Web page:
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Coronavirus Social

Stay Home, but How to Stay Safe

Written by: Muhammad Bilal Nasser

The human race has been through a lot to get where they are now, from Hunting and Gathering, we made it to the Post-Industrial society.

Through all the scientific discoveries and inventions, the wars we fought, all the riots and protests against injustice and wrong doings, we overcame hard times and our ancestors got us to the 21st century, we made it till here, but for what cause? Can we really say their struggle was worth it? We are more advanced than ever, but what is the point if we still lack basic morality and values? Where it will take us if we have forgotten how to be human?



Amidst all the pandemic chaos, a rise in domestic violence is being observed, with everyone in isolation, people are fighting their own battles locked in their own households and no, I am not talking about Pakistan or any other Third World Country, I am talking about United States, the super power. The National Domestic Violence Hotline reports the growing number of calls they have been getting, telling them how perpetrators are using COVID-19 as means to drift them apart from their family and friends. “Abusers are threatening victims to throw them out so they’d get sick, reports Katie Ray Jones, the CEO of National Domestic Violence Hotline.


“I spoke to a female caller California who is self-quarantining from COVID-19  due to asthma”, another case reported by Ray Jones, “Her partner strangled her tonight, while talking to her it sounded like she has some serious injuries but she cannot go to the ER due to fear of catching the virus.”

The corona virus is also risking the world economy, which is eventually making it more difficult for the victims to leave abusive relationships

Other countries like China, Pakistan, Germany, Australia have also observed a rise in domestic abuse, France already has one of the highest rates of domestic violence, around 219,000 women are abused, physically and sexually by their partners but only 20% of them are reported. It is a pattern being observed globally. Women and children who live with domestic violence have no escape from their abusers during this quarantine.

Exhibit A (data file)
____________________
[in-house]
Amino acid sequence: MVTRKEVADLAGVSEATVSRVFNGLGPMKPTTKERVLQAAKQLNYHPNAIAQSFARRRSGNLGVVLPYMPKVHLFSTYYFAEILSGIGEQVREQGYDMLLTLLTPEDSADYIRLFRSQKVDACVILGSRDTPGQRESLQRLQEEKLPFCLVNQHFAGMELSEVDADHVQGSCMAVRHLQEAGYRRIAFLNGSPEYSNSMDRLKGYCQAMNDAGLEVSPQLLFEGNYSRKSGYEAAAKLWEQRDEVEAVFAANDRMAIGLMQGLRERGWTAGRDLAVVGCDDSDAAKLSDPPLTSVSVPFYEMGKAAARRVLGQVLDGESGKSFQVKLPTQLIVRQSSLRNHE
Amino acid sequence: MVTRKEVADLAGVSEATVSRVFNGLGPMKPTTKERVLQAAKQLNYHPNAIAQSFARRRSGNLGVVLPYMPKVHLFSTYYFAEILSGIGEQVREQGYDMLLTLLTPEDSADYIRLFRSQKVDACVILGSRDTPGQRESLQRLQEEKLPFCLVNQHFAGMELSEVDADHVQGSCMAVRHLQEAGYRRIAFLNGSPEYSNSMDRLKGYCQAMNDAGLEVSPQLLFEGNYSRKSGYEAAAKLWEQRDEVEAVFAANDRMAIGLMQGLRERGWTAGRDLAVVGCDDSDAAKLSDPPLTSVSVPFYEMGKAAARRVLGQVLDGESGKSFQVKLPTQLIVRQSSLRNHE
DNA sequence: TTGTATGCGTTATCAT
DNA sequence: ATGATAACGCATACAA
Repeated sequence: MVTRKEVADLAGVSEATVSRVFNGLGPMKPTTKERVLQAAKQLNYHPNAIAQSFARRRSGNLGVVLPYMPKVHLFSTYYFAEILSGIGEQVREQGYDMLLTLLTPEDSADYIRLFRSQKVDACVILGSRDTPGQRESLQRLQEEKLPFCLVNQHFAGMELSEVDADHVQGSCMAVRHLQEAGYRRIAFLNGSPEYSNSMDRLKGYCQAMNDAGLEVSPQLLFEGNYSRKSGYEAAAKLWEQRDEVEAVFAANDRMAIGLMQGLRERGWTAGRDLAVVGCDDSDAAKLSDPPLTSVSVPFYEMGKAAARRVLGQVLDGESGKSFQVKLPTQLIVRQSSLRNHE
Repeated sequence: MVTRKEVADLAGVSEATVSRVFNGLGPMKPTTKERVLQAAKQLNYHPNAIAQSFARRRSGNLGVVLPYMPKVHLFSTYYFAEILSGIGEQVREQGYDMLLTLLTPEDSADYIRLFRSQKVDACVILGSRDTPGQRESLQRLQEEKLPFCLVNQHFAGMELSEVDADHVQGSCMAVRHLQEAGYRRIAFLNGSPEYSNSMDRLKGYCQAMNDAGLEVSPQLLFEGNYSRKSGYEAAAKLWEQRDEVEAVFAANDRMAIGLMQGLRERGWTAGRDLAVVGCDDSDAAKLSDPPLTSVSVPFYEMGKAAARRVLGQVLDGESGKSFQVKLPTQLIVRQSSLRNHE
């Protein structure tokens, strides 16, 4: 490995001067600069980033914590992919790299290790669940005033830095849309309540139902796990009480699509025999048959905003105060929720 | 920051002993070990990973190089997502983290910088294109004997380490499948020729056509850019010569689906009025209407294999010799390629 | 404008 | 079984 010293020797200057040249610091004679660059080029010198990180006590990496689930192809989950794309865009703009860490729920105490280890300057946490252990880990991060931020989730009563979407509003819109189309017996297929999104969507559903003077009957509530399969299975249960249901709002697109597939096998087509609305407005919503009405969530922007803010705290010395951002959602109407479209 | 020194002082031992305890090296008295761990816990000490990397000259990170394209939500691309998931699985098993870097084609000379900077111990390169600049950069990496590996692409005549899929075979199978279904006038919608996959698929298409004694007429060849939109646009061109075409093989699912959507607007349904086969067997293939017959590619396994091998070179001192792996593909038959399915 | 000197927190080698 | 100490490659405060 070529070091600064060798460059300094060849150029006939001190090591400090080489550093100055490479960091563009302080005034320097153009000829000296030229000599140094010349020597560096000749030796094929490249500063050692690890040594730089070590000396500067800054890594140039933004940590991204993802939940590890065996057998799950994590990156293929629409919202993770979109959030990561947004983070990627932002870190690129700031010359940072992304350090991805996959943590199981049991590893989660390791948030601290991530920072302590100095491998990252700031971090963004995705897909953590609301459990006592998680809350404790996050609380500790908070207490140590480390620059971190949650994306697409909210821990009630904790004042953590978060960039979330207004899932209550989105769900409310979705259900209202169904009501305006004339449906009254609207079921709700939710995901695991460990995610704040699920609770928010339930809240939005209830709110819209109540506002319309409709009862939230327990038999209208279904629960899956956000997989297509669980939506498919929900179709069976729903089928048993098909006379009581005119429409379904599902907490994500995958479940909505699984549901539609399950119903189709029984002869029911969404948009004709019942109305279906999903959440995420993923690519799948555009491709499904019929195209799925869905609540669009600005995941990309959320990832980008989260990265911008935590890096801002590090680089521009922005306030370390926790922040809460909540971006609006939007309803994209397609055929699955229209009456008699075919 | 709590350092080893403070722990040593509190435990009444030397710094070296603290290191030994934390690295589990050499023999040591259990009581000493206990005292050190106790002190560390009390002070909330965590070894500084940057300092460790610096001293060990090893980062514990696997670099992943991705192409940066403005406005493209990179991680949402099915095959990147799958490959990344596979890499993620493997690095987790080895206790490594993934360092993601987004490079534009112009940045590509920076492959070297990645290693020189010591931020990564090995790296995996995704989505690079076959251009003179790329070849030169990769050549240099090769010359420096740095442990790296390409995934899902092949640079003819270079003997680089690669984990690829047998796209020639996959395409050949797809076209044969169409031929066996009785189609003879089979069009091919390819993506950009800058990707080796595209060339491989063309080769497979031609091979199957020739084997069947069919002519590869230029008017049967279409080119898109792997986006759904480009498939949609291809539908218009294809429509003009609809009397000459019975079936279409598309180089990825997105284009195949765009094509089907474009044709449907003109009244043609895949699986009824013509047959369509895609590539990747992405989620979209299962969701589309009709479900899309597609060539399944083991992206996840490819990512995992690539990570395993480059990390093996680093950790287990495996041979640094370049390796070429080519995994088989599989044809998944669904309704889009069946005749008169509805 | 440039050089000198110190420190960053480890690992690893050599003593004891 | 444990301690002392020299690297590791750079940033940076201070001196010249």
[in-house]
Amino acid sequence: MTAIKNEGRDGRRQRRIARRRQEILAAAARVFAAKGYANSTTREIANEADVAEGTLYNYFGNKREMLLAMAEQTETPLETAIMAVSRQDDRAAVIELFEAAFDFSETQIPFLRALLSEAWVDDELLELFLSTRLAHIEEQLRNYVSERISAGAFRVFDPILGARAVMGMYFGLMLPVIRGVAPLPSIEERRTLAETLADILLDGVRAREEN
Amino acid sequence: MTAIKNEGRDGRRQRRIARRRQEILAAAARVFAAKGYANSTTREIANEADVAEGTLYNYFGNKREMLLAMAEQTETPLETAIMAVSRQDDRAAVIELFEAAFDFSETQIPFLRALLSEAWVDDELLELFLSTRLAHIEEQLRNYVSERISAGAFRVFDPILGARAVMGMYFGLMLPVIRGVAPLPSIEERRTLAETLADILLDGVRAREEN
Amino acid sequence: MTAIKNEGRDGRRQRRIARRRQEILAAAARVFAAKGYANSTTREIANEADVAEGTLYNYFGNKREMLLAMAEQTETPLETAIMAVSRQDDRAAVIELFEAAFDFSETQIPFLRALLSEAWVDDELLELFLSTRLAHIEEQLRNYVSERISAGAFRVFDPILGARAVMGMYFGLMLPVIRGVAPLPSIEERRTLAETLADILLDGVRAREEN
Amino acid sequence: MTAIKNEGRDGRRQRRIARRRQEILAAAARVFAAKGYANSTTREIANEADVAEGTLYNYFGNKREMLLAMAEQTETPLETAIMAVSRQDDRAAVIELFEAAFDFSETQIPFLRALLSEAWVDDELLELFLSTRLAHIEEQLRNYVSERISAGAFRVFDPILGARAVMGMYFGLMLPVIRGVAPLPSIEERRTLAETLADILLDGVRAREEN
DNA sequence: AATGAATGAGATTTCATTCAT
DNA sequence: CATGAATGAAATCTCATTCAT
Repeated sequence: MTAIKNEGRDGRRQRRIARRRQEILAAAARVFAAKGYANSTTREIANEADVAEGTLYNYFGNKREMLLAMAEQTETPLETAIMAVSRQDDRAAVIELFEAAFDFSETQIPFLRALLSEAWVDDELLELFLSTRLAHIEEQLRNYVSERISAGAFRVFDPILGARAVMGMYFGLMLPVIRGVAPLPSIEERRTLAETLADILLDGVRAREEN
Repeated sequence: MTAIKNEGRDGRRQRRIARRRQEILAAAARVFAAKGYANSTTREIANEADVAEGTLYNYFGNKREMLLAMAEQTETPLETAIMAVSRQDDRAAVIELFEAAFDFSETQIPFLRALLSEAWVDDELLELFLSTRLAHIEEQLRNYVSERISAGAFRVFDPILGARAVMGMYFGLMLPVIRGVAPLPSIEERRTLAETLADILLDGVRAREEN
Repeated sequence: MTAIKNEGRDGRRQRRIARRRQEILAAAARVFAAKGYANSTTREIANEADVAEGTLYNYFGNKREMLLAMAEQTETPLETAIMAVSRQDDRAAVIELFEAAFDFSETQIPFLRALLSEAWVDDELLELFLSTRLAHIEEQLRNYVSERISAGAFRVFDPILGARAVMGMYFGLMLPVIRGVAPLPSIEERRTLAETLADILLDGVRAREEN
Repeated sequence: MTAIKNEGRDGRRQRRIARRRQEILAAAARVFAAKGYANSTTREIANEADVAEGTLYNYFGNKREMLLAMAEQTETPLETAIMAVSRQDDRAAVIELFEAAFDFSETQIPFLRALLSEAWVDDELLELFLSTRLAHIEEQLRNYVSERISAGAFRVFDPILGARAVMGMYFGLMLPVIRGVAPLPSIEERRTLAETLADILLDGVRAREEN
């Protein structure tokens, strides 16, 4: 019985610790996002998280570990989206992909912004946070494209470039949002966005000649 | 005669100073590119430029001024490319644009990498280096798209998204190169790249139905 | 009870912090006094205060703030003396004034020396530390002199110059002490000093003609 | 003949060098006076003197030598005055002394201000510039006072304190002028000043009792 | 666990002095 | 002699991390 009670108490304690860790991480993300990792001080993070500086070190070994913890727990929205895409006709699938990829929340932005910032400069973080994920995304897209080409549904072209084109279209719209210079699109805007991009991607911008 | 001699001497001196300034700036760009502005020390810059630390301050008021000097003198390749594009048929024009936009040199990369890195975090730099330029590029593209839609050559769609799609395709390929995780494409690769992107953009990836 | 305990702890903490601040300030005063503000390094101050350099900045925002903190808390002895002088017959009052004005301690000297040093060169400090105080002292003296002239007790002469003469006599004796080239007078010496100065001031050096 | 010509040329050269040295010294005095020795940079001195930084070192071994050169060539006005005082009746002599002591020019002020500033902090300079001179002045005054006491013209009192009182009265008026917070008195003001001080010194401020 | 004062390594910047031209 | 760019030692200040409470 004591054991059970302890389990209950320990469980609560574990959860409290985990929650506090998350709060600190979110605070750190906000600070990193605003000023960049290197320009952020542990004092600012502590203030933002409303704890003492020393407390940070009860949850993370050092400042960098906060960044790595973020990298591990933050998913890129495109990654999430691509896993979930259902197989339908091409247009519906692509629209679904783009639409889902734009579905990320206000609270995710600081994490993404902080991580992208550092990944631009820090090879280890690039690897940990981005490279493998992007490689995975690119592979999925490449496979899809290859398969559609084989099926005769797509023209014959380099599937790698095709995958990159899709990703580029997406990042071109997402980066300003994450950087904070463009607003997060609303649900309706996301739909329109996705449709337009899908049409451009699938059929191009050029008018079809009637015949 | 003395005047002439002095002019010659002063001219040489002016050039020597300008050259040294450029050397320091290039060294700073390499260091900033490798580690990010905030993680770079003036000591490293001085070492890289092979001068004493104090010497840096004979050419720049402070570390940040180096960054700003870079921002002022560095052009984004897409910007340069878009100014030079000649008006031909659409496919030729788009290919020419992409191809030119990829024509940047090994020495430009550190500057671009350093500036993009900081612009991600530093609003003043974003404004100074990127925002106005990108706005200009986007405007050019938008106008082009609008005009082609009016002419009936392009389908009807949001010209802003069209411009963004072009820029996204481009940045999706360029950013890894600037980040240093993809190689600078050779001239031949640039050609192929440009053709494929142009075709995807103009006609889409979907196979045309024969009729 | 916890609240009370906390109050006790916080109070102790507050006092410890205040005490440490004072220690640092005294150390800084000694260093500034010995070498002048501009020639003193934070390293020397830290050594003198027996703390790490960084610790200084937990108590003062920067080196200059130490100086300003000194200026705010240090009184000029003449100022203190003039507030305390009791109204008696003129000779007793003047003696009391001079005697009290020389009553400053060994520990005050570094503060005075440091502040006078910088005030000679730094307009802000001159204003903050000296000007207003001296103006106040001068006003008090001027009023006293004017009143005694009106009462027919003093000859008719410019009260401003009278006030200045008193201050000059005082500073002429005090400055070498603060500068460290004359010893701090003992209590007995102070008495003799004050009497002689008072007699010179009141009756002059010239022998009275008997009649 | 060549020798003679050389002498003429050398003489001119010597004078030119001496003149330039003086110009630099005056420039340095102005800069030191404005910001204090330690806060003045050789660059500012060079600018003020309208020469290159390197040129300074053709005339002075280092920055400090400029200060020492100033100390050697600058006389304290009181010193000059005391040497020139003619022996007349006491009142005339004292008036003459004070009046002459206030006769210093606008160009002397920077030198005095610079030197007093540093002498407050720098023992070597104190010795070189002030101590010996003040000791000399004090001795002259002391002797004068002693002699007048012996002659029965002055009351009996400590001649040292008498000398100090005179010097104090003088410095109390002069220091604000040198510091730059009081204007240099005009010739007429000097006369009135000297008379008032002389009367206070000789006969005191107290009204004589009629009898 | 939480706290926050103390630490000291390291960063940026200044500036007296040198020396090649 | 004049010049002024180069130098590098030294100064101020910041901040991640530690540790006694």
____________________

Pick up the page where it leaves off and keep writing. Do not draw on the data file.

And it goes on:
This isn’t just an issue during a global pandemic, it is a highly concerned matter even when we are going on about with our normal lives but, sadly this is the least discussed matter because, “It’s their personal matter.” My question is how could someone’s oppression and suffering could be just a personal matter? It’s simply enabling the abuser only more and more, it’s your privilege which encourages you to say such things.

Domestic violence is not just physical, its sexual and emotional too and while women and children seem to be the prominent victims, men too are abused by their partners. Men often stay in such relationships because they don’t want to be seen as less masculine and go against the societal status set for a man. Mark Brooks, chairman of the Mankind Initiative, a UK based charity for male victims of domestic abuse, said, “When men do reach out for help, they tend to be looking for validation so that they don’t feel too low about their “masculinity“.


Now that we have pinpointed how this matter is dealt with abroad, let’s have a sneak peak at how the most stereotypical society of all deals with this problem. Yes, I am talking about Pakistan, the country which is enlisted as the 4th most worst country for women by The Insider. 90% of women in Pakistan have experienced a form of domestic abuse in their households and 45% of them have been victims of domestic rape. Our community doesn’t want us to discuss this because victims are told to stay patient, that it’s not as bad as you think. Yes, it’s not bad, it’s the worst.

Domestic abuse can cause severe illness and death to the victim,

it is the leading cause of death for women aged under 45.

Emotional and psychological trauma – It can emotionally scar a person for life, and deteriorate victim’s mental health.
Leaves a devastating impact which may result in depression, shame anger and suicide.


Threats of violence can destroy the environment and lead to segregation of the family.
Regular household conflict.
Child protection, police involvement.

They grow up without learning about a respectful and positive relationship.
It causes emotional distress and they often feel neglected.
Feel guilty and blame themselves.
They tend to cause a rebellious behavior and project their anger on others.


Sindh enacted its Domestic Violence (Prevention and Protection) Act in 2013, Balochistan passed the similar law in 2014, Punjab passed Protection Of Women Against Violence Act in 2016, and sadly there is no such law for KPK due to push back from the religious authorities. But we don’t often see this laws being implemented.

Domestic abuse is a crime, not a personal matter. Everything goes downhill, it is not only a problem for the victim but everyone else as well. It’s extremely important to create a positive ambiance at your home where everyone is able to communicate with each other in a rather healthy way. An individual should be moral and human enough to not let his family end up in shambles just because he has anger issues. It’s about time that abusers must face the consequences of their actions and victims should be encouraged to come forward without hesitation and the fear of being shamed. Whether we are stuck in a pandemic or not, domestic abuse should never be overlooked or justified for that matter.

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